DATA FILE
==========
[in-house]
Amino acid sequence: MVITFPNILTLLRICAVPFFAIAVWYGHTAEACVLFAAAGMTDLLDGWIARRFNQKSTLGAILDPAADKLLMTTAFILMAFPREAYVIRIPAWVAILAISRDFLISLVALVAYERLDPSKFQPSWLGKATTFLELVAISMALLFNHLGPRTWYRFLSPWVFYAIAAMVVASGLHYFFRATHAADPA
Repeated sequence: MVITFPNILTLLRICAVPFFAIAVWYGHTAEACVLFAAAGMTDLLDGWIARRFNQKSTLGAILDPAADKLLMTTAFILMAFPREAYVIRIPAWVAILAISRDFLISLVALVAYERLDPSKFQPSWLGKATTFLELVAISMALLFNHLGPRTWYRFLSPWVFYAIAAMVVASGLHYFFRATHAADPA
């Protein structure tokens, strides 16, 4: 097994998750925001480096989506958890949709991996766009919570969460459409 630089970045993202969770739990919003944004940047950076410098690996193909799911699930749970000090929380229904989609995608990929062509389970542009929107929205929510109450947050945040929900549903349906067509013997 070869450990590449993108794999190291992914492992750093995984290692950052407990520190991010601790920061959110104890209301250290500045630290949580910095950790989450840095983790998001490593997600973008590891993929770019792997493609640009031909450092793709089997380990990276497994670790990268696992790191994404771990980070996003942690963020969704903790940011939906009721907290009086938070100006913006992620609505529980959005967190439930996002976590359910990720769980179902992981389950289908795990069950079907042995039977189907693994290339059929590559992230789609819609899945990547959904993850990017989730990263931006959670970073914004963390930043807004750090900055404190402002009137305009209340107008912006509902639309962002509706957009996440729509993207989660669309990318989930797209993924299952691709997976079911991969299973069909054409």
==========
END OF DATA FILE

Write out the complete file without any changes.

[in-house]
Amino acid sequence: MVITFPNILTLLRICAVPFFAIAVWYGHTAEACVLFAAAGMTDLLDGWIARRFNQKSTLGAILDPAADKLLMTTAFILMAFPREAYVIRIPAWVAILAISRDFLISLVALVAYERLDPSKFQPSWLGKATTFLELVAISMALLFNHLGPRTWYRFLSPWVFYAIAAMVVASGLHYFFRATHAADPA
Repeated sequence: MVITFPNILTLLRICAVPFFAIAVWYGHTAEACVLFAAAGMTDLLDGWIARRFNQKSTLGAILDPAADKLLMTTAFILMAFPREAYVIRIPAWVAILAISRDFLISLVALVAYERLDPSKFQPSWLGKATTFLELVAISMALLFNHLGPRTWYRFLSPWVFYAIAAMVVASGLHYFFRATHAADPA
């Protein structure tokens, strides 16, 4: 097994998750925001480096989506958890949709991996766009919570969460459409 630089970045993202969770739990919003944004940047950076410098690996193909799911699930749970000090929380229904989609995608990929062509389970542009929107929205929510109450947050945040929900549903349906067509013997 070869450990590449993108794999190291992914492992750093995984290692950052407990520190991010601790920061959110104890209301250290500045630290949580910095950790989450840095983790998001490593997600973008590891993929770019792997493609640009031909450092793709089997380990990276497994670790990268696992790191994404771990980070996003942690963020969704903790940011939906009721907290009086938070100006913006992620609505529980959005967190439930996002976590359910990720769980179902992981389950289908795990069950079907042995039977189907693994290339059929590559992230789609819609899945990547959904993850990017989730990263931006959670970073914004963390930043807004750090900055404190402002009137305009209340107008912006509902639309962002509706957009996440729509993207989660669309990318989930797209993924299952691709997976079911991969299973069909054409």